Firms finding out that preventing pollution pays off
By JIM DiPESO
Soap suds bubble to the ground during vehicle washing. Dirt, grease and chemicals meander across a parking lot and down a storm drain. Soil erodes off construction and excavation sites. Fertilizer and pesticides leach unseen from overwatered landscaping. Toxic paints flake off boat bottoms and into a bay. Fresh water is used once and dumped.
Soap suds and soil particles may seem penny ante as pollution sources go. But in the fast growing Puget Sound metropolitan area, small, "non-point" pollution sources add up and they all run downhill into the streams and bays where salmon are having a harder time making a living.
Reducing the flow of sediment, chemical wastes and oxygen-depleting nutrients into waterways likely will be one of the key elements in the salmon recovery program the Puget Sound region is facing, as will using water more efficiently so there is more to go around.
The sources of water pollution are all over the map, but they grow from the same roots: waste and inefficiency. Preventing waste at the source, through improved efficiency, process changes, substitute materials and better work practices, keeps pollutants out of the water. Moreover, pollution prevention benefits business by reducing costs and keeping them ahead of the regulatory curve, which is likely to get steeper as requirements related to endangered species listings and Clean Water Act mandates take hold in the coming years.
"It's cheaper to comply than to not comply, and it's cheaper to be ahead of the game than to play catch-up," said Bob Bunch, environmental manager of Container Care International, which three years ago installed a closed loop recycling system that reduced process water consumption for its freight container washing operations by about two-thirds.
Reducing waste at the source means there is less waste to manage with "end-of-pipe" measures. Faced with water quality permit requirements, "We concluded that it would be cheaper and better for our operations to do prevention and best management practices as opposed to treatment," said Robin Nelson, environmental manager for Cadman, Inc., a sand, gravel and concrete supplier.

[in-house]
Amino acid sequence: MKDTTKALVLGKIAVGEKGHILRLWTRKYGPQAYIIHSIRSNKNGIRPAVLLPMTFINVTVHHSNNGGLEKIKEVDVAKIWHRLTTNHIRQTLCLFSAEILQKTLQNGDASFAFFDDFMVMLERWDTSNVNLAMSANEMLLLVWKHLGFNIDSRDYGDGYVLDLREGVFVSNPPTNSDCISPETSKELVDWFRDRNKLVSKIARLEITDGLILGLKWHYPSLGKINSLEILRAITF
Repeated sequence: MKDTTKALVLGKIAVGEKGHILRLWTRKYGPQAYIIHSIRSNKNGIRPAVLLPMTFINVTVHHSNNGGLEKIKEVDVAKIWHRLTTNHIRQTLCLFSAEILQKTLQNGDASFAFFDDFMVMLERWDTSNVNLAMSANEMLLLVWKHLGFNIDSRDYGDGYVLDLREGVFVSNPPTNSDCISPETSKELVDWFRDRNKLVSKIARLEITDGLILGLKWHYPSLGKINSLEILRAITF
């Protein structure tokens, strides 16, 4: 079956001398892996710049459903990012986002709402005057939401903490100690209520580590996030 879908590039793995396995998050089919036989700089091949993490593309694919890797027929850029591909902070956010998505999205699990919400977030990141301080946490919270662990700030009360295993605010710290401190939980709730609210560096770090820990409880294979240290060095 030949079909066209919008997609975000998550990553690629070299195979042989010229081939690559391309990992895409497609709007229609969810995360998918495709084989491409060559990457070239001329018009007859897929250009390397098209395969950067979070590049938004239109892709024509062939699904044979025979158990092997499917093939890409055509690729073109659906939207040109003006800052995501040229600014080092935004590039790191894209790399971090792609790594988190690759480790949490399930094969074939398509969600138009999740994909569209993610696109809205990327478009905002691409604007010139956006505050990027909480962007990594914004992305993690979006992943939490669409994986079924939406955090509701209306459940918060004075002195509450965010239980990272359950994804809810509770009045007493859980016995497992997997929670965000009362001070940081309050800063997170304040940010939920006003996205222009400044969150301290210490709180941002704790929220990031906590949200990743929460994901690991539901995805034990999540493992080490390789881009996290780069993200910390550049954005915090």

A number of businesses around the Puget Sound region have acted proactively to prevent water pollution. A significant carrier of pollutants is "stormwater" -- rain and snowmelt that can pick up pollutants and carry them to nearby streams and bays.
Cadman, Inc., which has eight facilities in western Washington, collects rainfall and uses it as process water for aggregate production. At its Seattle facility on the Duwamish River, for example, stormwater is directed into a 16,000-cubic-foot detention vault. The stormwater can be discharged to the river after solids are removed, but the company uses it as a process water supply.
"Since last October (1997), we've managed to avoid a discharge," Nelson said. At its Black Diamond facility, stormwater is directed to a vegetation pond and tapped for process needs.
An important element of pollution prevention is good housekeeping habits, such as fixing leaks and storing chemicals securely. The measures need not be complicated. PSF Industries, a Seattle steel-plate fabricator, developed an easy-to-use cover for scrap metal storage bins. The company sweeps paved areas instead of hosing them down, in order to keep pollutants out of storm drains. Acid wash water used for outdoor stainless steel cleaning is captured, neutralized, then re-used, keeping it out of storm drains, reducing the company's water bill, and avoiding hazardous waste charges when the water is eventually disposed of.
Boatyards are a special case because of their proximity to the water. Paints, solvents and other chemicals used in boat repair and maintenance have a straight shot to the water if not managed carefully. A special concern for marine life are the toxins mixed in "anti-fouling" paints that are used on vessel bottoms to prevent barnacle growth.
Wilson Marine was a company looking to set a clean operating standard when it invested in prevention measures at its Lake Union boatyard about a decade ago.